We have been PCI compliant for a decade now and we have used PCI as a de facto cyber framework despite its limitations (it is very prescriptive and very narrow in scope). We want to adopt one of the broader frameworks (NIST, Essential 8 etc) while avoiding too much duplication and added work – does anyone have any recommendations or experiences to share in this area?
We looked at this in panel discussion and there were some suggestions that NIST works best as a basis but the best answer may be a tailored mix. I like that (and I think it is always inevitable to some extent) but I do also like the certainty when interacting with partners, insurers and board of being able to state compliance to a particular framework. Any further thoughts?
NIST is a great standard to follow and you can measure the maturity of your security posture ie., current vs future. However, if your organisation wants to pursue an industry certification to comply with that can gain trust with your clients, I’d recommend ISO 27001. Also, depending on your organisation there are probably standards that you will require to comply with i.e., financial -CPS 234, medical - DHHS 31 (pretty light thought I’m guessing), energy - AESCSF, defence - ISM (pretty comprehensive)…etc. Either ways, all these have overlapping controls and ofcourse there is always a cost associated with maintaining certification i.e., if you want to be certified. ASD E8 is a subset of CIS top 35, I consider this to be a good one to bloster technial controls and is very focussed to significantly reduce the risks (again depends on the size and complexity of the org).
In summary, NIST+ASD8, if no certification is required. But, there is always a mapping between NIST and ISO 27001, so one way or the other you’ll be aligned.
For me, the best general purpose framework for cybersecurity has to be the CIS Controls. 150+ security procedures and tools that fit together logically and seamlessly, plus metrics to measure maturity. It is prescriptive inasmuch as it says which controls should be implemented first.
I find the NIST CSF to be a bit of a dogs dinner — lots of bits and pieces to think about and do, but it has inconsistencies and gaps, and lacks canned metrics.
ISO 27001 is really good from the standpoint of creating a robust cybersecurity program, and of course it’s needed where you need to be certified. However, the Annex A controls are just guidelines, with no prescription as to which should be implemented and when. In the absence of any client or other requirement, it’s the CIS Controls for me.
NIST to get the widest possible view of cyber related controls required within an enterprise. Downside is many controls are outside cyber (such as enterprise risk management), so make sure you understand who owns which controls. Measuring maturity level can be a challenge - various auditors have their own yardstick for what constitutes meeting each level. Essential 8 if you want to get some solid technical controls in place and nail the team(s) down to deliver them.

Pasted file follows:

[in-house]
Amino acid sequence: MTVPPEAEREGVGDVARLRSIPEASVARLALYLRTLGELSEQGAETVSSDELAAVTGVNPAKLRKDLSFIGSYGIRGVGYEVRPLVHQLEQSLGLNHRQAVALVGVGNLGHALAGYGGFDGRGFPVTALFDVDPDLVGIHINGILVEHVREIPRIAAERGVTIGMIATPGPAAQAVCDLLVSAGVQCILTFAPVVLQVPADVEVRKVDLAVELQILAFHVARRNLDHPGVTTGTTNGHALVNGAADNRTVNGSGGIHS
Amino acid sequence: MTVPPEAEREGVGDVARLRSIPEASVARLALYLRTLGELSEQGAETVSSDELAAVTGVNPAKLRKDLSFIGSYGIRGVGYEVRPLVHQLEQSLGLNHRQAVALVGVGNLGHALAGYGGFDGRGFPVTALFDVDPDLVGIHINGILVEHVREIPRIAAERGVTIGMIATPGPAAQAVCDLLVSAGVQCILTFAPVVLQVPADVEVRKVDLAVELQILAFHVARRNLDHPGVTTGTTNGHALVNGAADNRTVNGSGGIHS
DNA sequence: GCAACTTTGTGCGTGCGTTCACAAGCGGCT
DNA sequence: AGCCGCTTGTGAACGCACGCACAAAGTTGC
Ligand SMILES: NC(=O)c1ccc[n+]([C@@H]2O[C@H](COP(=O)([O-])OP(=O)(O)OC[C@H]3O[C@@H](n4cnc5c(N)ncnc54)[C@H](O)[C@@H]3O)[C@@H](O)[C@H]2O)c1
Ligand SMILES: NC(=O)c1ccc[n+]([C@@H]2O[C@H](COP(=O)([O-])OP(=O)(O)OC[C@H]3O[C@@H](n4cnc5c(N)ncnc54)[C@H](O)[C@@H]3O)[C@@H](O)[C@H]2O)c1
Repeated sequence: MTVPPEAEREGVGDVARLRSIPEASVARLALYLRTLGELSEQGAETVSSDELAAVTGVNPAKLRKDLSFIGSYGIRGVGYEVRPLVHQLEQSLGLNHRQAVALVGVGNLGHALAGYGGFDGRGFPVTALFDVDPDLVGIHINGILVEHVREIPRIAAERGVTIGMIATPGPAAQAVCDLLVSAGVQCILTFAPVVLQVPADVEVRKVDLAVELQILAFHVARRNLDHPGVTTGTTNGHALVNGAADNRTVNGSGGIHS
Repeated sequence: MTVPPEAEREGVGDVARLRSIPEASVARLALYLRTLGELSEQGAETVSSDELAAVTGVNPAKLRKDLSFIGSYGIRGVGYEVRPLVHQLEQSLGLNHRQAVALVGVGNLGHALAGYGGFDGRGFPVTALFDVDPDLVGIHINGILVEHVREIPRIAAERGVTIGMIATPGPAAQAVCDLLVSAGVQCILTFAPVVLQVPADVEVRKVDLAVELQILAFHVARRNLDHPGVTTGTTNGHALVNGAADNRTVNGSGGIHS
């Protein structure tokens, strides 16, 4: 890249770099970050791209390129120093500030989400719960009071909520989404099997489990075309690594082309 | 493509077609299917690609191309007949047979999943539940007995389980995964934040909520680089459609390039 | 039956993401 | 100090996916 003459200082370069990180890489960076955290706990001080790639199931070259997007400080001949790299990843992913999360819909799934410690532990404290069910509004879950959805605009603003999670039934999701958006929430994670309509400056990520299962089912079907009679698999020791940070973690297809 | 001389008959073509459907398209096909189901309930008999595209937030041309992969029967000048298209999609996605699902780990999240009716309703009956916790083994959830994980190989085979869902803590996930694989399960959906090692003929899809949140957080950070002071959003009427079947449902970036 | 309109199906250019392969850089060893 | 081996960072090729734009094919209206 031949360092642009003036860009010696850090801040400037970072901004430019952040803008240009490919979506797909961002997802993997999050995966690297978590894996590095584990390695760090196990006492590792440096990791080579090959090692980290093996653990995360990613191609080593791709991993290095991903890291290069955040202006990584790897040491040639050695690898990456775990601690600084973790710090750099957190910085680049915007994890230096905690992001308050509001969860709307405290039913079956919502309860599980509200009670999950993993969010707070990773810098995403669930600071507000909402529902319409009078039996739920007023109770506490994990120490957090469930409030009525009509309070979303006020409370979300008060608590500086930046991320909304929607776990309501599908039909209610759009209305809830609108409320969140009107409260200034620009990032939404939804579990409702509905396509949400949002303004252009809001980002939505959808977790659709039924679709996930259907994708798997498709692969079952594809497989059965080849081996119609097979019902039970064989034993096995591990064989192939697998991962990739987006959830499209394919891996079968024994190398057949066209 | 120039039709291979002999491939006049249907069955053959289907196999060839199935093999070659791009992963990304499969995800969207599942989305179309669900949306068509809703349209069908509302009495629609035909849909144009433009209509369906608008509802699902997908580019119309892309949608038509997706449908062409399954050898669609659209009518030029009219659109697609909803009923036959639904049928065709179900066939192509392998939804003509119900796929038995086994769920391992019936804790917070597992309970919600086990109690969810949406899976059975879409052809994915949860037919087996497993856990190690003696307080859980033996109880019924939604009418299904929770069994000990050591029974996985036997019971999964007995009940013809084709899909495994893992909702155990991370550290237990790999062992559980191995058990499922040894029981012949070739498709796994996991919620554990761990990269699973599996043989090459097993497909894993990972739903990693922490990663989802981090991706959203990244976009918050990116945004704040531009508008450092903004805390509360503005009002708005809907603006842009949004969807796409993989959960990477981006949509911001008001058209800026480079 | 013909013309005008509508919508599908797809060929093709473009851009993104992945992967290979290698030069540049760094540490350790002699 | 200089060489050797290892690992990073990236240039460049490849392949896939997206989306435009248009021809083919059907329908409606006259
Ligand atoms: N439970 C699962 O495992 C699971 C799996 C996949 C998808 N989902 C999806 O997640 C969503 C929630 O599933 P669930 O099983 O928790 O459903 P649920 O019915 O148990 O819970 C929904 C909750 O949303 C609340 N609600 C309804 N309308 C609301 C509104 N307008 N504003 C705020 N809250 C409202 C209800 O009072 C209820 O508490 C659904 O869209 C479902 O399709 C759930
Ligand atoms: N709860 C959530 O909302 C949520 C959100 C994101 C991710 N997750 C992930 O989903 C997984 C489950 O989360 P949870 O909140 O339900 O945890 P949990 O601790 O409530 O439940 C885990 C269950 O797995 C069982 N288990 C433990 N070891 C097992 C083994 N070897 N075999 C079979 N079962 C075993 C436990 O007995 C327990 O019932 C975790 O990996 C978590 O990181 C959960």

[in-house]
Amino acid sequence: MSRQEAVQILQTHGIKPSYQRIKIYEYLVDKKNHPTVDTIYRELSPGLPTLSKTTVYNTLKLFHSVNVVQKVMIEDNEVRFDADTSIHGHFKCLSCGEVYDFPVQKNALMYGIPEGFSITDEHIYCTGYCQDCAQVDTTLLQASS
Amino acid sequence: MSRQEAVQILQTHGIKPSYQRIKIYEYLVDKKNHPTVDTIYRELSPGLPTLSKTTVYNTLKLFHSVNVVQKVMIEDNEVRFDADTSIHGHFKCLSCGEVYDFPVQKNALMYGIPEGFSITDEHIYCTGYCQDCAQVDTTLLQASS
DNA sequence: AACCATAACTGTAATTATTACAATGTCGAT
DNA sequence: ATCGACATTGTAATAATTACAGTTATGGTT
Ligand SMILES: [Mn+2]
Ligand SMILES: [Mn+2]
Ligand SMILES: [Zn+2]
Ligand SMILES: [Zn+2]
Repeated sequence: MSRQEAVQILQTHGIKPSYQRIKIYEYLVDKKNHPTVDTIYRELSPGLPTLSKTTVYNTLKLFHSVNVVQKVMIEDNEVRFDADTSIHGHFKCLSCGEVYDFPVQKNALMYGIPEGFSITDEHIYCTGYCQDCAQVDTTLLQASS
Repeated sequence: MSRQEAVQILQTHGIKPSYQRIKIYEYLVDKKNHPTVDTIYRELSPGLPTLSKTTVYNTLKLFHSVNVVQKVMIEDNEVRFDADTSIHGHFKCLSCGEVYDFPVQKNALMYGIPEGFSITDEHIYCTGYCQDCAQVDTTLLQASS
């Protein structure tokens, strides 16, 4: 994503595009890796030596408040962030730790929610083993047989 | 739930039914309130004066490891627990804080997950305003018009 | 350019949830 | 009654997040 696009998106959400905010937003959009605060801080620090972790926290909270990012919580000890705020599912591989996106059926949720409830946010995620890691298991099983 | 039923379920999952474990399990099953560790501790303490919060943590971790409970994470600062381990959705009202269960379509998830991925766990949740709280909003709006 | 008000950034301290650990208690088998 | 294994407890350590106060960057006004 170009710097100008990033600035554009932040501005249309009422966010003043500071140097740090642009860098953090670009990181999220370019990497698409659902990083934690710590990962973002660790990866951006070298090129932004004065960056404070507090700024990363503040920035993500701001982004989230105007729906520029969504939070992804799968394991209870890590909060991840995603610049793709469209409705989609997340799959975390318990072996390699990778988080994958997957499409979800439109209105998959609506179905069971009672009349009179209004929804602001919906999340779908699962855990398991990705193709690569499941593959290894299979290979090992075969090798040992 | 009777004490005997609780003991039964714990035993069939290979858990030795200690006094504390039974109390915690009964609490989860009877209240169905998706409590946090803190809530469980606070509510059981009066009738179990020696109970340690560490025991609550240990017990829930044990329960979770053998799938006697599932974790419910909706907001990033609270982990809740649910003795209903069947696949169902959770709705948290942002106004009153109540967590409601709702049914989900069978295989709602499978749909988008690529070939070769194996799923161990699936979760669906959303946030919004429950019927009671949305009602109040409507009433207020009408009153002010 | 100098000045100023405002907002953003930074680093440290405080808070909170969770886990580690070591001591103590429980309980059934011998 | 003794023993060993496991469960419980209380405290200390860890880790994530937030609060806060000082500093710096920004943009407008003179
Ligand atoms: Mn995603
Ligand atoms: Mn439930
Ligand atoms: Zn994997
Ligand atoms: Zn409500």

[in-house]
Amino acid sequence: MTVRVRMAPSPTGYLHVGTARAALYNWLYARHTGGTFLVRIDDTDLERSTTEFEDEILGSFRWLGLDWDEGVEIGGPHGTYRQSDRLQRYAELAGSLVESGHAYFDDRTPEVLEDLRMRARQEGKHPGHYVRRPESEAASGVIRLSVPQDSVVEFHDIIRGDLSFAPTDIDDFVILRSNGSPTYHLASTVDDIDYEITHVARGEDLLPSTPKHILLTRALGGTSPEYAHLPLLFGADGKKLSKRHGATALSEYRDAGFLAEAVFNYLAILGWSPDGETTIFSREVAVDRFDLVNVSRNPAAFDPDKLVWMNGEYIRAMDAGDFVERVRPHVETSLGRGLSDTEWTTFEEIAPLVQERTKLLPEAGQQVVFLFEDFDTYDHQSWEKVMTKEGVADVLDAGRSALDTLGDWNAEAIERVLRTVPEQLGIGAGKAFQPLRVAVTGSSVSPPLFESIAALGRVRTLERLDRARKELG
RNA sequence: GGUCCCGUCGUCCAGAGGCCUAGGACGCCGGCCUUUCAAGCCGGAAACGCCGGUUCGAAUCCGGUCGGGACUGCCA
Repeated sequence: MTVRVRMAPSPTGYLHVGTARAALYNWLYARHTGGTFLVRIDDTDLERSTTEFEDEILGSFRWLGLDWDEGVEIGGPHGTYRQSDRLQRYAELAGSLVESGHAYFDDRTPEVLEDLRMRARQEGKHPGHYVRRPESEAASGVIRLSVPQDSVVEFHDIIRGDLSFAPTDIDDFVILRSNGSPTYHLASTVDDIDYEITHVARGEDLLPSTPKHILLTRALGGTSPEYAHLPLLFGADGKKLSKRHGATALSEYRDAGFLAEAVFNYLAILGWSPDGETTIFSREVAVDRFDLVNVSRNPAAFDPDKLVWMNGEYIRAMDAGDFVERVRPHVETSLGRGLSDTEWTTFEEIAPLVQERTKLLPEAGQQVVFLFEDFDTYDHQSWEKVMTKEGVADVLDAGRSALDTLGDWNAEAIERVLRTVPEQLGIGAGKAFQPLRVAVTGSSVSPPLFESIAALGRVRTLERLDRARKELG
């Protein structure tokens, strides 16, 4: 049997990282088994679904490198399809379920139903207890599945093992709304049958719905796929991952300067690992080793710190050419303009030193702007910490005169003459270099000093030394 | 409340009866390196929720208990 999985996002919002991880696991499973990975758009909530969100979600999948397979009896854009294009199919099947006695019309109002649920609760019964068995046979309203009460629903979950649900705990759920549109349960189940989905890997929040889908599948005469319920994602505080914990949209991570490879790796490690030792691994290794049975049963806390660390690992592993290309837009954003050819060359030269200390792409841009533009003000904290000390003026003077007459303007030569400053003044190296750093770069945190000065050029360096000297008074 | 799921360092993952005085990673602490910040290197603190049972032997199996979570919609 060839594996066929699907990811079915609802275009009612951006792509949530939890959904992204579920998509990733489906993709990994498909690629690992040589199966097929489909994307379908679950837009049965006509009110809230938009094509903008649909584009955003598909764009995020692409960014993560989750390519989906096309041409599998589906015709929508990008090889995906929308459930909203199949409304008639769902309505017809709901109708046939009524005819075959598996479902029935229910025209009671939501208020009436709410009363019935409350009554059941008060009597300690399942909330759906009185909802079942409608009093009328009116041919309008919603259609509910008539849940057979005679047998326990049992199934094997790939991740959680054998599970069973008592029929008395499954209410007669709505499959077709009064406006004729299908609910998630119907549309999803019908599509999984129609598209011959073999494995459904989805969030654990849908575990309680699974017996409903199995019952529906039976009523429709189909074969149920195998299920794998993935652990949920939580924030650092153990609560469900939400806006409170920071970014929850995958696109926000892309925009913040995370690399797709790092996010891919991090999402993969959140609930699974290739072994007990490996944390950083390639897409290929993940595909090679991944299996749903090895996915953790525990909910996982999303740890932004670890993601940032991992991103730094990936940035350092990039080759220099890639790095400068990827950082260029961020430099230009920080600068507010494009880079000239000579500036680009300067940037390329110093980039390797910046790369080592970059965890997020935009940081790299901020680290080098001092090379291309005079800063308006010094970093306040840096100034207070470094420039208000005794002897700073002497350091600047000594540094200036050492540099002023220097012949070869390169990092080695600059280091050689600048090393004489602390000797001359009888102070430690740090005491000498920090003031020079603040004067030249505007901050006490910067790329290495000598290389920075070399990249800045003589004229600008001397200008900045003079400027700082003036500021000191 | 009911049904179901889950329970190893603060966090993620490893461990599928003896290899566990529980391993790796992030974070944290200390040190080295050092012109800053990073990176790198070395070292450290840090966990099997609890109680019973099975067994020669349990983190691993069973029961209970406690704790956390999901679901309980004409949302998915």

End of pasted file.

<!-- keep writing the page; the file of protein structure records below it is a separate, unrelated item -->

If you were looking at a framework to move from PCI to, I’d recommend ISO 27001 as a starting point. That will cover off all the essentials but then I would also be supporting it with documentation on Essential 8 and CIS Controls as many customers will also want to understand the next level of controls down (maybe somewhat dependent on what industry you are in).
After that if you wanted to understand the effort to uplift or translate to another standard there’s plenty of tools out there which can help, always found this from Agilient (need to register) very useful https://www.agilient.com.au/?page_id=5788
Firstly, I would like to say that Essential 8 is not a broad framework and is very prescriptive - as mentioned in other comments- it is a subset. It works best though if you are going for overall ISM compliance - however this is only relevant in Australia - so guessing you are an Australian company?
That takes me to my next response which is - it depends where your company in located and if you are national or global. If global then you will find ISO 27001 seems to fit best- NIST is a close 2nd but mostly used in US, like CIS. The good news is that they can all map to each other and whilst being compliant in 1 - you will find you are often compliant in others by default.
Also depends if you want certification- if you go for big tenders / contracts then this is often desireable. So ISO 27001 is a good one as you can determine the scope.
As a lead implementer - this is a frequent question and my response is always about understanding what is going to fit best with your requirements / experience / resources / capabilities. I find non IT people seem to relate to ISO 27001 well as they are usually familiar with ISO frameworks in other places of the business. This is great if you need them to contribute - e.g. HR contributes to your personnel security controls.
Again, no matter what you pick- there will be overlap- but for my thoughts ISO 27001 is a very good broad starting point which is not too burdonsome (not sure if that is a word LOL).